“Why Do They Hate Us,” asks Arab journalist, Mona Eltahawy, in her essay for Foreign Policy magazine. Eltahawy goes on to describe her perception of the treatment of women in the Arab world and ascribes all related mistreatment to systematic sociopolitical misogyny and patriarchy. The title of her essay is featured on the cover of the magazine with a photo of a nude woman painted in black with only her eyes showing, as if she were wearing a painted niqab and the caption under the title reads, “The real war on women is in the Middle East.”
Eltahawy is known for her fiery polemic style when it comes to her advocacy for women’s rights in the Middle East. Knowing this, I could not understand the visceral reaction that began circulating online. Aside from the hyperbolic language, her claims are on point. The statistics she mentions, such as – 90 percent of Egyptian women have had their genitals cut – are not new information. In another example, she raves that the Egyptian revolution has not helped the status of women in Egypt, pointing to cases of forced “virginity tests” on protesters that occurred in its aftermath and the lack of female representation in the newly formed government.
Critics of Eltahawy agree that the issues are valid, but claim her analysis is too simplistic and irresponsible as it neglects to take into account the complex historical, sociopolitical and cultural influences that factor in. The same critics claim she fails to provide space for the number of advances made by human rights groups that are working to address the plight of women there. They chide Eltahawy for pandering to Western saviors by appealing to “Western feminist” sensibilities and ignoring the fact that under many Arab dictatorial regimes both women and men have suffered tremendously. Thus, though a number of female bloggers critiquing Eltahawy acknowledge the difficulties of being a woman in the Arab world, the consensus, has been a resounding, “she does not speak for us.”
As a result, a great deal of the controversy surrounding Eltahawy’s essay, revolves around who she is and what her perceived intentions are, rather than what she stands for or the issues she raises. It certainly does not appear to be a coincidence that Eltahawy’s piece comes a time when many American women, outraged by recent legislative developments regarding reproductive rights, have declared that there is a “war on women” in the United States and that it is due to the conservative right’s “hatred” of women. Sally Quinn even called out the Roman Catholic Church recently, for being anti-women. So a Muslim Arab woman calling out Arab culture and political “Islamists” for doing the same seems to fit right into this understanding of gender narratives. But in doing so Eltahawy seems to have also isolated herself from the very community that would otherwise have supported her cause.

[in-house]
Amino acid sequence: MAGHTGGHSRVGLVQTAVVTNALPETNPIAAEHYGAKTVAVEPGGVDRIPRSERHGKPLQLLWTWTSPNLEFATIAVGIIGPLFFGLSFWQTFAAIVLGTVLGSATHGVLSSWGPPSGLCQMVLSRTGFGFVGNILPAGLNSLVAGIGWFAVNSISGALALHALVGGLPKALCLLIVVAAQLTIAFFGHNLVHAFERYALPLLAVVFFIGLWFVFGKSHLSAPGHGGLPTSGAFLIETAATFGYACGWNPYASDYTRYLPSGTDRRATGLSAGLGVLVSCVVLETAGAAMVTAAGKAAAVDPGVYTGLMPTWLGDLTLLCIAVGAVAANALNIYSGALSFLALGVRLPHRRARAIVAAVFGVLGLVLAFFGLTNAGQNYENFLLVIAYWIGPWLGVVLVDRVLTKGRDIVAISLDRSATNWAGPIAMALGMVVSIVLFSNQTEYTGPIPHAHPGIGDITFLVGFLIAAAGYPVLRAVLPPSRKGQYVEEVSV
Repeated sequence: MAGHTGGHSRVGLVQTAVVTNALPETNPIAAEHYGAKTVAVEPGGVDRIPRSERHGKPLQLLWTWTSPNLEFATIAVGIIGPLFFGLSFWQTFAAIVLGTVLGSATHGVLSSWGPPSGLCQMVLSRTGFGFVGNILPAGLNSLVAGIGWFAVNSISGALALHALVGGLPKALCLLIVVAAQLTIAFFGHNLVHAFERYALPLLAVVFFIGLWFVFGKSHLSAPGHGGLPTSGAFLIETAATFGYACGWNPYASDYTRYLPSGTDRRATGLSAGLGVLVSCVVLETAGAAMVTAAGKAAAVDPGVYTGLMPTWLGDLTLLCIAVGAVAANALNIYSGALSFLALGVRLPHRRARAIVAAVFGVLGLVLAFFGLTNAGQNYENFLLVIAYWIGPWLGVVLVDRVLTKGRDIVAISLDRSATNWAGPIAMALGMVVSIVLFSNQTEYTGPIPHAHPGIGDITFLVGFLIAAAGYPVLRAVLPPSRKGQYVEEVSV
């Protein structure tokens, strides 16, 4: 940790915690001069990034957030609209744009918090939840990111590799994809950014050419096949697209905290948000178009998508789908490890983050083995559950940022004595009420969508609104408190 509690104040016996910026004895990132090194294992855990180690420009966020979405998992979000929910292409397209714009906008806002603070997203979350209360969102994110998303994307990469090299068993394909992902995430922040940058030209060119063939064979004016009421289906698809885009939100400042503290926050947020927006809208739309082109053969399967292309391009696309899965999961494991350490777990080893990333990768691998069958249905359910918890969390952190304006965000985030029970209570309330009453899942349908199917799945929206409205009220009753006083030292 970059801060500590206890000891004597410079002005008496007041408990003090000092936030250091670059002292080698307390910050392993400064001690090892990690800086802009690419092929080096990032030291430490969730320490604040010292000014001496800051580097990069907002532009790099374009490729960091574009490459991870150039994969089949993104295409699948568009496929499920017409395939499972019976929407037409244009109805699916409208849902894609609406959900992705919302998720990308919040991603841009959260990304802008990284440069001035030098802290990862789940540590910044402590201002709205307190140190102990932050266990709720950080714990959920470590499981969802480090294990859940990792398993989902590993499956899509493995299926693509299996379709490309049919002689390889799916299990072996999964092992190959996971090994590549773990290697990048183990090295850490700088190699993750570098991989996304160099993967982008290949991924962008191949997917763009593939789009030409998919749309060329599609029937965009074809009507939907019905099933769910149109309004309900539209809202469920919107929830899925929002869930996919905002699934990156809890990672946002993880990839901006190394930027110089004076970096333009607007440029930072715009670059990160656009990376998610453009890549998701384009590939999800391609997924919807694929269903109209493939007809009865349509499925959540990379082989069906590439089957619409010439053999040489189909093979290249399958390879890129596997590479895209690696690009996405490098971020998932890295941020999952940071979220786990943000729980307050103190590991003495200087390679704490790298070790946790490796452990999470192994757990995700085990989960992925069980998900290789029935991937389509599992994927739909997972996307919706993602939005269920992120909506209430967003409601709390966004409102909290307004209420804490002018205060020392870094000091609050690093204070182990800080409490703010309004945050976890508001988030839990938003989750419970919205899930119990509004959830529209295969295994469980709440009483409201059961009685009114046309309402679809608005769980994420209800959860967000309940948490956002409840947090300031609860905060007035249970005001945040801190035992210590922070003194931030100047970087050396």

The backlash, nevertheless, is exactly what works about Eltahawy’s tactic, as she Tweeted: “As a writer, it’s my job to poke the painful places. So agree/disagree [with] what I write, but it if makes [you] think and pisses you off, then good.”
Whether they agree or disagree, people are talking. Foreign Policy posted six responses to Eltahawy, so far. NPR, which usually does not cover opinion pieces, interviewed her for her opinion. The Atlantic and The Guardian featured brilliant and non-reactive responses to the claims made in her essay. The Huffington Post and dozens of bloggers posted responses, as well. Never before has the Arab American, particularly Muslim American, social activist community, been given access to multiple media platforms simultaneously to openly debate a topic that for many has been on the back burner for some time.
There is no denying that politically systematic practices of misogyny and cultural nuances of patriarchy can be found here in the US, just as easily as it can be pointed out in the Middle East. But where does understanding cultural relativity end and self-induced communal responsibility begin? Women like Eltahawy, frustrated by what they see as delayed community action, are coming out with fervor, ready to push along all efforts – for they know that when the defensive anger directed at them dies down, the discussions will focus on the actual issues.
Sometimes, a sensationalist jump start is what we need to get us moving, as Fatima Dadabhoy cheekily states, “Maybe “hate” is a strong word but I think the title “Why Don’t They Like Us Enough or Trust Us Enough or Value Us Enough to Grant Us Our Rights” would just get too wordy.”
The opinions expressed in this commentary are solely those of Nadia S. Mohammad. Nadia S. Mohammad is an Associate Editor for AltMuslimah.com. Follow her on Twitter at @nadiasmo.
(Photo Credit: The Guardian)